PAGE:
This invention relates to semiconductor devices and, more particularly, to buried heterostructure semiconductor light emitting devices such as lasers and LEDs.
A common problem in the fabrication of low threshold buried heterostructure (BH) lasers in the InGaAsP/InP materials system is the control of leakage currents (i.e., currents which bypass the active region of the device). These currents lead to high lasing threshold, low differential quantum efficiency, abnormal temperature dependence of threshold current, and rollover of the light-current (L-I) characteristic. All of these factors have a significant negative impact on the use of BH lasers in transmitters for fiber optic communication systems.
One possible solution to the problem of leakage current in buried heterostructure lasers is the controlled introduction of high resistivity material into the device structure. This high resistivity material could be used to block current flow through undesired leakage paths. Previously, high resistivity liquid phase epitaxial (LPE) Al0.65 Ga0.35 As (lightly Ge-doped) material has been utilized for current confinement in AlGaAs/GaAs buried heterostructure lasers, but subsequent attempts to produce high resistivity LPE InP material for this purpose have not been successful. Deuteron bombardment has also been shown to produce highly resistive material from p-type InP, but this material is not expected to remain highly resistive during subsequent processing. In particular, because the high resistivity is related to deuteron implant damage, the resistivity anneals out at the high temperatures (e.g, above about 600° C.) required for subsequent LPE growth.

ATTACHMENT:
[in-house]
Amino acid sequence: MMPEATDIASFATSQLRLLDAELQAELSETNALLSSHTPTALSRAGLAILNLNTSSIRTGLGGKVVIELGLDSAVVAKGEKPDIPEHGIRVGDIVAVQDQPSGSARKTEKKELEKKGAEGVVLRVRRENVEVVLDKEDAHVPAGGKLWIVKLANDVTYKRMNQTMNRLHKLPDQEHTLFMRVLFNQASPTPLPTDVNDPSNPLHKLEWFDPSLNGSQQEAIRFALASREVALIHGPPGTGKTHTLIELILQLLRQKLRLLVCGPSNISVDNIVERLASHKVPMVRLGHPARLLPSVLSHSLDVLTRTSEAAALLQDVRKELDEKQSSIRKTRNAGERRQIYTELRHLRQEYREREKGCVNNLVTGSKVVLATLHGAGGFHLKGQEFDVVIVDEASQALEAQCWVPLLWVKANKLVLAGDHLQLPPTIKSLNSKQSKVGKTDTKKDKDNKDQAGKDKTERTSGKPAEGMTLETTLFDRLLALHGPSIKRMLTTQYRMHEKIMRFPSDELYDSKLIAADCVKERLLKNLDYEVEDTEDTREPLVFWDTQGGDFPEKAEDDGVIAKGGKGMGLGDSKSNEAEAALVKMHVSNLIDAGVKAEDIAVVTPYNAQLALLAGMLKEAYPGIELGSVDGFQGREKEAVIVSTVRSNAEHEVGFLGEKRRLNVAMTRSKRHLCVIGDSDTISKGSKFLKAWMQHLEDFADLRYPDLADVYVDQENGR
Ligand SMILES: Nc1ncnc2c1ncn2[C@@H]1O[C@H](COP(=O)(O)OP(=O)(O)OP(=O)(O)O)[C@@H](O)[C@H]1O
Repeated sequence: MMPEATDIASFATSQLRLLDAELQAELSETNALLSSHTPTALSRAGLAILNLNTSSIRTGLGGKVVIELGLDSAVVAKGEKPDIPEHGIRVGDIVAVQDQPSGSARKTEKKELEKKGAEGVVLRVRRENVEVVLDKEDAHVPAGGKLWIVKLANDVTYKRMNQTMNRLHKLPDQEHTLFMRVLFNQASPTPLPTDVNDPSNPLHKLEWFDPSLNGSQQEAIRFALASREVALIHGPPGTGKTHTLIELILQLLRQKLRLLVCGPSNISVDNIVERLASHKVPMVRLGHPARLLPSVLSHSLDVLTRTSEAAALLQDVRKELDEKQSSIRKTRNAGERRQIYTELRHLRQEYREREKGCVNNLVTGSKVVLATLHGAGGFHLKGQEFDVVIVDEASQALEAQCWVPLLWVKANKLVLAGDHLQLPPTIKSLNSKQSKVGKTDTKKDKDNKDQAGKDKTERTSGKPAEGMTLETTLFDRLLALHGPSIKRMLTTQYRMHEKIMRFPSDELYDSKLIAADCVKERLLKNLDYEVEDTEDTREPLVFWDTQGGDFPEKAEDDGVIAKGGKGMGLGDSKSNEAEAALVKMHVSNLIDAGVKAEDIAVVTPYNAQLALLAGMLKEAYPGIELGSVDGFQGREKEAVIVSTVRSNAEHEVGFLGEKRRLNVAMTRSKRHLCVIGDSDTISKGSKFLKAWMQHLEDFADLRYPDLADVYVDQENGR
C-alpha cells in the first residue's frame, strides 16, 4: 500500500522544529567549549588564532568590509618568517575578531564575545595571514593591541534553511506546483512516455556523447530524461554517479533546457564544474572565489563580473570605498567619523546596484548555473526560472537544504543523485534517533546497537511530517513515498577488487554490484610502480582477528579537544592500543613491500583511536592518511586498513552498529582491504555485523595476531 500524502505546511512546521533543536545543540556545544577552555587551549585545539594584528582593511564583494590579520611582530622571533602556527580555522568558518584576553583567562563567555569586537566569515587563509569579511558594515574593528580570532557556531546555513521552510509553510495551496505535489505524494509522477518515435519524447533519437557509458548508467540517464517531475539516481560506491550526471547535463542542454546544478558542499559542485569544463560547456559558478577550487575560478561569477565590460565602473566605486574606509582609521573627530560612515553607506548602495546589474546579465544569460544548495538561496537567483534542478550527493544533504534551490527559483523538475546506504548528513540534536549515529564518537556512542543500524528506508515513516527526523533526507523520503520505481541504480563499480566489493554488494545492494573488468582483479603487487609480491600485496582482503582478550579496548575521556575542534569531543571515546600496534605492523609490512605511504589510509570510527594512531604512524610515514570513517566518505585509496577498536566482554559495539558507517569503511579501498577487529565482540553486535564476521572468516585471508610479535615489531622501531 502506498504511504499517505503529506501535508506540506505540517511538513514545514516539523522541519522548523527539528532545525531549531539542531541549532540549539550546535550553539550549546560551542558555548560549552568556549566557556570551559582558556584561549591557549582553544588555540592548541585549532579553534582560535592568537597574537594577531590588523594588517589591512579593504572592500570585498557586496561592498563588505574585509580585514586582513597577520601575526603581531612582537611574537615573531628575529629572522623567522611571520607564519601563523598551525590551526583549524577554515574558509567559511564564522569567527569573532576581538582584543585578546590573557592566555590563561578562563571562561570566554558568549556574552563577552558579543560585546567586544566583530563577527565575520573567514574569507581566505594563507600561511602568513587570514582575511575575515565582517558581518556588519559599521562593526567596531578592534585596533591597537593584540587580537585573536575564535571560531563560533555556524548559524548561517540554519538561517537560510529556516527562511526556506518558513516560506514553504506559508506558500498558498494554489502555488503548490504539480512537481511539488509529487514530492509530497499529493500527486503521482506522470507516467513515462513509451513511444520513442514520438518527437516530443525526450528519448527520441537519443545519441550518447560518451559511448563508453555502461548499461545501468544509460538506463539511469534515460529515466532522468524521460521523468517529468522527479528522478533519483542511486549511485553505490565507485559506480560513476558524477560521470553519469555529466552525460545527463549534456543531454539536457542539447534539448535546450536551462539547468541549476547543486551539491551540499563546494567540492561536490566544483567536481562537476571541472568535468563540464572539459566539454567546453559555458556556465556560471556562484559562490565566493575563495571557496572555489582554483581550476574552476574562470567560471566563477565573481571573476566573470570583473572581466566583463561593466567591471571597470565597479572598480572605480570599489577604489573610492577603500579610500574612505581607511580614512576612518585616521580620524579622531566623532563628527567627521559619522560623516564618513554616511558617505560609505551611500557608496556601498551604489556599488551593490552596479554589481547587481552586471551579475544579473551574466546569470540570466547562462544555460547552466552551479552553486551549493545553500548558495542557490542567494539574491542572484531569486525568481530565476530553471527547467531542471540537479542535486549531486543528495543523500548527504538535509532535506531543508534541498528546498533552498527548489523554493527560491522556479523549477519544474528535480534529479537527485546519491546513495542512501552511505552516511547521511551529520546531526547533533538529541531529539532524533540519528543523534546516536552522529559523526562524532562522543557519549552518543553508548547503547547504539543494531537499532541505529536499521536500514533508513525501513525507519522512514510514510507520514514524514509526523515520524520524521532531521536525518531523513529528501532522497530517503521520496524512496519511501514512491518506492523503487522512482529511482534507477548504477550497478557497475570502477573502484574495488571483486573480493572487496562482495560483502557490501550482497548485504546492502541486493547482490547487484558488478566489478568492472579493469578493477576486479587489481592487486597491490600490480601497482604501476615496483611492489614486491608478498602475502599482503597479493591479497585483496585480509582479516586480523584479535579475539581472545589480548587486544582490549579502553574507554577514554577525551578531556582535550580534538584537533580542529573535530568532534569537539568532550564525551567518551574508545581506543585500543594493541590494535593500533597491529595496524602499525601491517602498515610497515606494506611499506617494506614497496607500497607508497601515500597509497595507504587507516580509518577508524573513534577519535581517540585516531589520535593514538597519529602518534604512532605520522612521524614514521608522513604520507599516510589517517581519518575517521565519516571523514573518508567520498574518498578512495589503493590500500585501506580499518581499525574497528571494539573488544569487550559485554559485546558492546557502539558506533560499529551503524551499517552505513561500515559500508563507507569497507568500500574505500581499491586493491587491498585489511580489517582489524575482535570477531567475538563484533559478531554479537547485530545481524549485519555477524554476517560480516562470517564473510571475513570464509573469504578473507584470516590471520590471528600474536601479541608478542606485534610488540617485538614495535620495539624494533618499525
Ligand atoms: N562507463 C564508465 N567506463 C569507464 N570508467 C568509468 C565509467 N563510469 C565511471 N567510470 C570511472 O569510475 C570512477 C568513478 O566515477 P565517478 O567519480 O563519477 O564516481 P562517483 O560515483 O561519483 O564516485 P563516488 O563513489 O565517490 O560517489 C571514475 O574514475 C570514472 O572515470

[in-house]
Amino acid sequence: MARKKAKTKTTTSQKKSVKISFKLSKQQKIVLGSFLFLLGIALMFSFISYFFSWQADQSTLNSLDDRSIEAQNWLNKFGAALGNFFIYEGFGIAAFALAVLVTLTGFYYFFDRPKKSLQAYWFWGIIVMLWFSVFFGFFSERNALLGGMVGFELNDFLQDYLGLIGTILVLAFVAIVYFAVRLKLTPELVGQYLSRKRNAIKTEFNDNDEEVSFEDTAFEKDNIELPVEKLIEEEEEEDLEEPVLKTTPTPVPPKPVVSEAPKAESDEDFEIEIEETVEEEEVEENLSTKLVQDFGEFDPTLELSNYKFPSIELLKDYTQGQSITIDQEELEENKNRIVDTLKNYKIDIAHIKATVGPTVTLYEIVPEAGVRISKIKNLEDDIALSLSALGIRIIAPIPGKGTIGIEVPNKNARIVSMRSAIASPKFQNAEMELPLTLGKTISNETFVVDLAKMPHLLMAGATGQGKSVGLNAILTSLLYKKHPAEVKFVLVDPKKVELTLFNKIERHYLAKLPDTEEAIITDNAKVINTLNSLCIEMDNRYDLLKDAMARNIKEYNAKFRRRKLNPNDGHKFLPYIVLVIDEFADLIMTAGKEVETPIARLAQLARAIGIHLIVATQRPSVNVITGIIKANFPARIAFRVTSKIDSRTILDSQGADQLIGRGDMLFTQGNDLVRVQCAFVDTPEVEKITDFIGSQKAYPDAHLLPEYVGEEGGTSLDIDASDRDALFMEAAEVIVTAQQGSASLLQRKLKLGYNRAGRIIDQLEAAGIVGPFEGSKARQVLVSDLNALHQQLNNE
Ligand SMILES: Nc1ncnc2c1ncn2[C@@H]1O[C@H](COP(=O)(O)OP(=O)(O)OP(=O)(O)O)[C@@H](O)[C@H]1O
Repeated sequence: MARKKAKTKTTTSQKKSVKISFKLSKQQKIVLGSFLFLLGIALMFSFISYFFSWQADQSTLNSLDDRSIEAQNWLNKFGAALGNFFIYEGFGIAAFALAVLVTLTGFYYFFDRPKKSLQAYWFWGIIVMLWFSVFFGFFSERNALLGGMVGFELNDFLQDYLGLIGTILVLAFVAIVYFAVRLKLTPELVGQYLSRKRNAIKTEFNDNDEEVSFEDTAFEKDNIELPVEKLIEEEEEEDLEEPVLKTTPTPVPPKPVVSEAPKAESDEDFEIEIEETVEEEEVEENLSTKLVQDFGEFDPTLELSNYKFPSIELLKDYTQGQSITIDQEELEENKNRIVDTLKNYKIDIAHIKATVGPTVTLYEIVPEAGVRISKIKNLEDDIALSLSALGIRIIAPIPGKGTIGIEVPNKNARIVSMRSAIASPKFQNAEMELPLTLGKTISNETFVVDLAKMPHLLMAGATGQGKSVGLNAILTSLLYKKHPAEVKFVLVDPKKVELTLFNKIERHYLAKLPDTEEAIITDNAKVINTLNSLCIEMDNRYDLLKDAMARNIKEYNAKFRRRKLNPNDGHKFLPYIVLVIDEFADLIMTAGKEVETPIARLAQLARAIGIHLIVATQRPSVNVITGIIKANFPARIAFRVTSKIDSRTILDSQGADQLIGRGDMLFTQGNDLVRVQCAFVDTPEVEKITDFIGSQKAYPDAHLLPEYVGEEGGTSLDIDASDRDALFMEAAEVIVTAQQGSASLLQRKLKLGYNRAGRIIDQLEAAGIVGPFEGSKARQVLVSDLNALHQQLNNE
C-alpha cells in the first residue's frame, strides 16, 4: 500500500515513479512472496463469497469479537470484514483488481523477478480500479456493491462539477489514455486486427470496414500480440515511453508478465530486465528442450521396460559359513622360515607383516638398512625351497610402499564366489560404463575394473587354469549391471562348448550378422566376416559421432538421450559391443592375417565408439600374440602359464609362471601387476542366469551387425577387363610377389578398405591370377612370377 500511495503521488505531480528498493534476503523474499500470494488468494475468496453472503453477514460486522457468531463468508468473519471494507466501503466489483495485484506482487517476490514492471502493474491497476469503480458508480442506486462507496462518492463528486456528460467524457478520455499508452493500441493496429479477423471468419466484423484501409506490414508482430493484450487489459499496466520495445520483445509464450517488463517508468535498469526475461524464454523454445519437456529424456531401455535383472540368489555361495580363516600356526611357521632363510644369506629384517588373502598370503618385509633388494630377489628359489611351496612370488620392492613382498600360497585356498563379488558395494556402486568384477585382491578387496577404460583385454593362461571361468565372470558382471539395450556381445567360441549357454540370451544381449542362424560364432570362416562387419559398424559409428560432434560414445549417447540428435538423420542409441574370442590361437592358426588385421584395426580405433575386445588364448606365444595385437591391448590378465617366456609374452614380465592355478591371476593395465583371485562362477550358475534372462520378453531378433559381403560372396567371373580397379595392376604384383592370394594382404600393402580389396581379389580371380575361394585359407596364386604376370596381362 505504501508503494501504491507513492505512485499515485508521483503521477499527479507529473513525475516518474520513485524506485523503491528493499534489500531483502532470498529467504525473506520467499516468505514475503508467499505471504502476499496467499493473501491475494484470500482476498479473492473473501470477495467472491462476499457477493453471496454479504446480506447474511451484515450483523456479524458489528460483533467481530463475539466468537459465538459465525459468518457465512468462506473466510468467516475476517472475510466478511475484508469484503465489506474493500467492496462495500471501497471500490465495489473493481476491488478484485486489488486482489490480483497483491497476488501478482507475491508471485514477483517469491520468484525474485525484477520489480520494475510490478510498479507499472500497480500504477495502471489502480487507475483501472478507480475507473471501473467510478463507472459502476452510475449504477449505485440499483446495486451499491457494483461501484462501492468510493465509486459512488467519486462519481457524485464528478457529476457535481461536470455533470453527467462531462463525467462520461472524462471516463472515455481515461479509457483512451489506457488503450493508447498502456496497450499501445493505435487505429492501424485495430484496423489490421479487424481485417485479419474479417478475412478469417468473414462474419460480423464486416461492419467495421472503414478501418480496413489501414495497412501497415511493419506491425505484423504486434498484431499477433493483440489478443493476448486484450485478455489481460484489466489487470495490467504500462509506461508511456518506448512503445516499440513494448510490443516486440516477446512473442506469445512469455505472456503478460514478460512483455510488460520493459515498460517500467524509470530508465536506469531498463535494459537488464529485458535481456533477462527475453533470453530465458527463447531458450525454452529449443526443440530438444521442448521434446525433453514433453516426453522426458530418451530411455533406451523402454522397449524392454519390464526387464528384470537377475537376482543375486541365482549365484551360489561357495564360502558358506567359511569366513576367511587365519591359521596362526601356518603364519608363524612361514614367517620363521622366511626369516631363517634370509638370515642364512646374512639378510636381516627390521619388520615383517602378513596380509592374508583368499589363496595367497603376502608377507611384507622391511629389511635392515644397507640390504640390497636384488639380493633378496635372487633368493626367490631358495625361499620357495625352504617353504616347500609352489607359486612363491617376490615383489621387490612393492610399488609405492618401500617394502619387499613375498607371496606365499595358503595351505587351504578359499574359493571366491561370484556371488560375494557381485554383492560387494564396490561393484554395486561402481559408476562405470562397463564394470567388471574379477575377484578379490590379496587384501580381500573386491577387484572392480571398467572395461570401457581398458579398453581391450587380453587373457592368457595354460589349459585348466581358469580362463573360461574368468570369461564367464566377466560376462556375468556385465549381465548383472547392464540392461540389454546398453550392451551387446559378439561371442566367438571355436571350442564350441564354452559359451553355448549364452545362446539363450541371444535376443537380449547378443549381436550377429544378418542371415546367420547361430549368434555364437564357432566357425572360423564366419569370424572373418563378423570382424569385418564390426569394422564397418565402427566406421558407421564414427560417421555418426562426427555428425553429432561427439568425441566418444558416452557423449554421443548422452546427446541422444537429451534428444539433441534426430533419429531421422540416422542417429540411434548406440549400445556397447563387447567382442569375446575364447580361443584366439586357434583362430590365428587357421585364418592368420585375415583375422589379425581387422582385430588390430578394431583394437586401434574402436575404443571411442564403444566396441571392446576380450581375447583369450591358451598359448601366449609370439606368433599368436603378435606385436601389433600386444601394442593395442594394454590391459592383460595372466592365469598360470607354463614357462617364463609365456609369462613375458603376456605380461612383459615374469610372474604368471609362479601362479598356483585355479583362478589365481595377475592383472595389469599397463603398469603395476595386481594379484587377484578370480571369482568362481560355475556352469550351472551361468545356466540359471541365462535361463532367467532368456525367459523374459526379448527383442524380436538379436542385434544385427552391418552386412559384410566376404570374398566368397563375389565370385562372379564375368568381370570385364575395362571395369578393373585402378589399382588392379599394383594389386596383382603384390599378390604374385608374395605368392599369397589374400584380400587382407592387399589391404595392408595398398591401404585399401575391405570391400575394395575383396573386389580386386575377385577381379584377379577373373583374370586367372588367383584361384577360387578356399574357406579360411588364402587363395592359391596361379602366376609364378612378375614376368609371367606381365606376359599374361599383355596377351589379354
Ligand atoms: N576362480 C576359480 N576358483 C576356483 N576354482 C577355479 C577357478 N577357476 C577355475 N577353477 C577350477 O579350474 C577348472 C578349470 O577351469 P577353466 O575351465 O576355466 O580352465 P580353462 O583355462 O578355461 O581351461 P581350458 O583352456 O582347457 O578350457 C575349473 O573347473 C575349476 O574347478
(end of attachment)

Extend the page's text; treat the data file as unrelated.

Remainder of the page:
In addition, bifurcated, reverse-biased p-n junctions have also been reported for constraining current to flow through the active region of InGaAsP/InP lasers. These blocking junctions have been fabricated by the implantation of Be with n-InP substrates, by the diffusion of Cd into n-InP substrates, and by the epitaxial growth of a p-InP layer onto an n-InP substrate. But, all of these devices are impaired to some extent by leakage currents because of the imperfect blocking characteristics of the reverse-biased junctions.
More recently, D. P. Wilt et al. reported in Applied Physics Letters, Vol. 44, No. 3, p. 290 (Feb. 1984) that InP/InGaAsP CSBH lasers with relatively low leakage currents and low lasing thresholds can be fabricated by incorporating into the structure a high resistivity Fe-ion-implanted layer which constrains pumping current to flow through the active region. The high resistivity layer is produced by an Fe-ion implant into an n-type InP substrate followed by an annealing treatment prior to LPE growth. This laser is also the subject of copending application Ser. No. 549,160 filed on Nov. 8, 1983 by R. J. Nelson et al. Although the resistivity of the Fe-ion-implanted layer is stable even after being subjected to the high temperatures characteristic of LPE growth, the thinness of the Fe-implanted layer (about 0.4 μm) renders it difficult to reproducibly position the thin active layer (about 0.1-0.2 μm thick) adjacent thereto. When the active layer is not so placed, shunt paths are created which allow leakage current to flow around the active layer. Hence, high performance (low threshold, high efficiency) devices are hard to fabricate reproducibly.